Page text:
Edited by Coolhand
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Garry View Drop Down
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Post Options Post Options   Quote Garry Quote  Post ReplyReply Direct Link To This Post Posted: 01 Dec 04 at 11:39am
Kenny started off by saying he wanted to sail a 'Fast pond Skater' that implies at least a risk of capsize from time to time.  I assume the SB3 is just going to be one of many classes he tries and, if you can afford it! A drysuit has just the edge on comfort, especially in the winter. 
Garry

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kenney View Drop Down
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Post Options Post Options   Quote kenney Quote  Post ReplyReply Direct Link To This Post Posted: 02 Dec 04 at 2:43pm

I think moneys the real issue!!  A wet suit will be fine i guess.  I do have a very good pair of ocean foulies, except i really think they were intended for use aboard a yacht, theyre abit cumbersome at times, even using them working fore deck on a Sigma 38 can be difficult! (although we were being tossed around like a toy in a bath tub by my old friend the Bay of Biscay. - just in case the old girls listening to this: look after me and i promise; No more apple cores!)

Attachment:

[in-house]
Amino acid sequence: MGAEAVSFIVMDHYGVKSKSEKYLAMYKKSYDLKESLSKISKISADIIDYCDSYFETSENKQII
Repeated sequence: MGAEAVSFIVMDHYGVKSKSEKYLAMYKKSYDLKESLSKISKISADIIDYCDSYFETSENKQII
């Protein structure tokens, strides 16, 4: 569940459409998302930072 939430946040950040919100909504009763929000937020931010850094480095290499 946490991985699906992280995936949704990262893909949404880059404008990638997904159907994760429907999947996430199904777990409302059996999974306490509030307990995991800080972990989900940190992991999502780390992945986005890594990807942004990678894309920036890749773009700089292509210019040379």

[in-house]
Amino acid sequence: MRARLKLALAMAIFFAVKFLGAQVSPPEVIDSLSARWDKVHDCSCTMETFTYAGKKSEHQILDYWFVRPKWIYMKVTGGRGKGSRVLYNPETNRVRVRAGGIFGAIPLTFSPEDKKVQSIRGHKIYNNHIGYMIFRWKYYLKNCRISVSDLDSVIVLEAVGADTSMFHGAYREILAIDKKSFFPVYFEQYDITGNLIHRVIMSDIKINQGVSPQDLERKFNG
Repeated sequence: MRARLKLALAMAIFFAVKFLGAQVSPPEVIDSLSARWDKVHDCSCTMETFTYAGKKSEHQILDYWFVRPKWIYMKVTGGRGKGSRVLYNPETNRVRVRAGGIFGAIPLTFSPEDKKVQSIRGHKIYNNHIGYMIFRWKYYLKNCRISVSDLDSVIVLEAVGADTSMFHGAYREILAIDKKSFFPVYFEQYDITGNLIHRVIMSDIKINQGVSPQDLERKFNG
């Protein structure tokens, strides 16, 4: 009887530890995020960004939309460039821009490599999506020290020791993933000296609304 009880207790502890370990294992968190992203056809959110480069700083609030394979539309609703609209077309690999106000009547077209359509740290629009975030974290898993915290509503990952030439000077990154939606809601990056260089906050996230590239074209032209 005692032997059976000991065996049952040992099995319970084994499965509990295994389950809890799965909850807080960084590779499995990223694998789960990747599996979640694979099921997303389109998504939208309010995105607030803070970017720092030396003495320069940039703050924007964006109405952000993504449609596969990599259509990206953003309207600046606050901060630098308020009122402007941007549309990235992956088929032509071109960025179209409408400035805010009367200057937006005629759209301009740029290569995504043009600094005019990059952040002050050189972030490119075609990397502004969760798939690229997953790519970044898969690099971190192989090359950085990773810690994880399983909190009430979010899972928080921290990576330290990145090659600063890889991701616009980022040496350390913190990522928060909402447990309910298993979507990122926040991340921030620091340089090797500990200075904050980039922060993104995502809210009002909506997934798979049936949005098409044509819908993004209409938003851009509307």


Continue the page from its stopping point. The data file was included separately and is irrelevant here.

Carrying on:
Anyway, I used to 'dry-sail' (a series of lauch and recoveries including a scrub once a week to keep them out of the water when not racing) SB3's, 1720's, and Hunter 707's, now, correct me if i'm wrong (and you'll probably need to) but the SB's had a lifting keel, which was more a-kin to a daggerboard in my eyes (although they do have the bulbous lead bottom) so to me the SB is a dinghy, and the likes of the Cork 1720 is a keel boat as they have bolted fin keels very similar to alot of cruiser-racing yachts, as do the 70's, any thoughts guys??

K

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Matt Lingley View Drop Down
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Post Options Post Options   Quote Matt Lingley Quote  Post ReplyReply Direct Link To This Post Posted: 07 Dec 04 at 10:00pm

An SB3 is a keelboat, if a lift keel means a boat is a dingy a Melges 24 must be a dingy too. You dont even hike on an SB3! At 13 stone look for a crewing spot on an Rs400, that will be fast enough for you to start with but not be a million miles from what your used to, everytime i step on  a J80 I still think that its a big 400!

Interesting to come across somone who is going from big boats to dinghy's, I'm also 19 and have been working the other way...Trying to get some offshore rides now!

If it dosn't blow it sucks!
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Adam84 View Drop Down
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Post Options Post Options   Quote Adam84 Quote  Post ReplyReply Direct Link To This Post Posted: 09 Dec 04 at 9:09pm

Crewing is definatly the way to start. The RS400 is a good idea its a big dinghy but it can get goin pritty quick! The 59er would also be a good boat to have a go in if ya can find someone with one.